There is no question that air quality is a huge concern here in Utah, especially with winter and inevitable inversions approaching. Breathing in these pollutants is unhealthy, and state actions that combat this issue includes the Utah Transit Authority occasionally providing free fare days and schools forbidding outdoor recess on red air days. However, these efforts are not enough.
Exposure to air pollution affects children in a variety of ways. Prenatal exposure to the air pollutants quinoline (from tobacco smoke and coal processing) and styrene (from facilities processing plastics) is associated with higher risks of autism. Meanwhile, childhood exposure to general pollution is related to lower cognitive functions, such as slower cognitive growth and reaction time. A recent study by University of Utah researchers examined the effects that PM2.5 (fine air pollutants, such as vehicle exhaust) had on third grade students’ proficiency in math and English language arts. It found the frequency of peak pollution exposure was significantly associated with below proficiency in both math and English language arts.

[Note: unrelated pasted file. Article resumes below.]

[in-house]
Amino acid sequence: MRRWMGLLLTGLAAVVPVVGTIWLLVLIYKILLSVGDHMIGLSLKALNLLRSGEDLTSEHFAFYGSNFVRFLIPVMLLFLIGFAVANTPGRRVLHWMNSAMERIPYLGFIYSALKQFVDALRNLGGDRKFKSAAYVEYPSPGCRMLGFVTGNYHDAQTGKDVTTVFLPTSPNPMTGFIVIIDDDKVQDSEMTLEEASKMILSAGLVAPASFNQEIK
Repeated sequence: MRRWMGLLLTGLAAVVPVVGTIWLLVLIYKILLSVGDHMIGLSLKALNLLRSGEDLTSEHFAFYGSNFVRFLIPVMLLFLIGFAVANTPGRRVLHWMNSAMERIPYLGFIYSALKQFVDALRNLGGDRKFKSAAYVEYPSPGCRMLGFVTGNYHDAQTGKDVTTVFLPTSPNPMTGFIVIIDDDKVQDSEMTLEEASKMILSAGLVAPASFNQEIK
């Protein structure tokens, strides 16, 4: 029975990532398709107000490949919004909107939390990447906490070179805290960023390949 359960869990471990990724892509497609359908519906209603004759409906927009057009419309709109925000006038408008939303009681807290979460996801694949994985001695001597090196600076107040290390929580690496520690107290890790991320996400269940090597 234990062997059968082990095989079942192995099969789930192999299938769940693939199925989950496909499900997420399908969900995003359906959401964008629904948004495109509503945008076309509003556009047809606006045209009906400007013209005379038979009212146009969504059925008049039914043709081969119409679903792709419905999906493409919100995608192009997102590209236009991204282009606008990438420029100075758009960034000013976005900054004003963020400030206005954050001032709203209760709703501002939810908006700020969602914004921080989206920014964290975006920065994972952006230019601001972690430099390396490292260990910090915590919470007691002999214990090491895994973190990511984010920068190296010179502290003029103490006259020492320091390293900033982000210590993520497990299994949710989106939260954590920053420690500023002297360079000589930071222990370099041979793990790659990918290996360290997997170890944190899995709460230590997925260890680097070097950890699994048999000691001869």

Free fare days and having recess indoors are great efforts to dealing with inversions, where exposure to peak concentrations of pollution is likely to occur. In the end though, these countermeasures are just a Band-Aid to the overall problem. Instead of dealing with inversions when they arrive, we should instead focus on preventive measures. Public transit becoming free in the winter to reduce traffic-related pollution could help. Building new schools in close proximity to these high-traffic roads — or conversely, building new roads that would bring high volumes of traffic near schools — needs to be avoided. While these are only a few changes that could happen, structural policy changes need to be made in order for good air quality to happen in Utah.
West Valley City